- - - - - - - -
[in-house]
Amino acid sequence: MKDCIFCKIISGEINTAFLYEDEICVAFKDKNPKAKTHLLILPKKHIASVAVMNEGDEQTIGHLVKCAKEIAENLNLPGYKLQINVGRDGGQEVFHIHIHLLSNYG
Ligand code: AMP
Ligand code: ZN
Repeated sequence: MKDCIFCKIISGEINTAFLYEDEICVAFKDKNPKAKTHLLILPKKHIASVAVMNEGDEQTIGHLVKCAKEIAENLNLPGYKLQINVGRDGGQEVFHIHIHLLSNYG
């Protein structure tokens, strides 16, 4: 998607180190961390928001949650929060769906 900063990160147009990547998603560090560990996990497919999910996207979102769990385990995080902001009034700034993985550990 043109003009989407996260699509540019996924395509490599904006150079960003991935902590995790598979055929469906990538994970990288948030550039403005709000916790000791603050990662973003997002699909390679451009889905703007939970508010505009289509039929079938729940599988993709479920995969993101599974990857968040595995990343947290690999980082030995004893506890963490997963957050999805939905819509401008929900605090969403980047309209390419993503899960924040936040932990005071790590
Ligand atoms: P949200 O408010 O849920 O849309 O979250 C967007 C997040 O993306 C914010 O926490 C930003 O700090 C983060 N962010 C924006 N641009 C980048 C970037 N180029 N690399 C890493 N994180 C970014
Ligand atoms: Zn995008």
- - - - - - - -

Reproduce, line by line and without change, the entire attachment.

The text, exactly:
[in-house]
Amino acid sequence: MKDCIFCKIISGEINTAFLYEDEICVAFKDKNPKAKTHLLILPKKHIASVAVMNEGDEQTIGHLVKCAKEIAENLNLPGYKLQINVGRDGGQEVFHIHIHLLSNYG
Ligand code: AMP
Ligand code: ZN
Repeated sequence: MKDCIFCKIISGEINTAFLYEDEICVAFKDKNPKAKTHLLILPKKHIASVAVMNEGDEQTIGHLVKCAKEIAENLNLPGYKLQINVGRDGGQEVFHIHIHLLSNYG
């Protein structure tokens, strides 16, 4: 998607180190961390928001949650929060769906 900063990160147009990547998603560090560990996990497919999910996207979102769990385990995080902001009034700034993985550990 043109003009989407996260699509540019996924395509490599904006150079960003991935902590995790598979055929469906990538994970990288948030550039403005709000916790000791603050990662973003997002699909390679451009889905703007939970508010505009289509039929079938729940599988993709479920995969993101599974990857968040595995990343947290690999980082030995004893506890963490997963957050999805939905819509401008929900605090969403980047309209390419993503899960924040936040932990005071790590
Ligand atoms: P949200 O408010 O849920 O849309 O979250 C967007 C997040 O993306 C914010 O926490 C930003 O700090 C983060 N962010 C924006 N641009 C980048 C970037 N180029 N690399 C890493 N994180 C970014
Ligand atoms: Zn995008």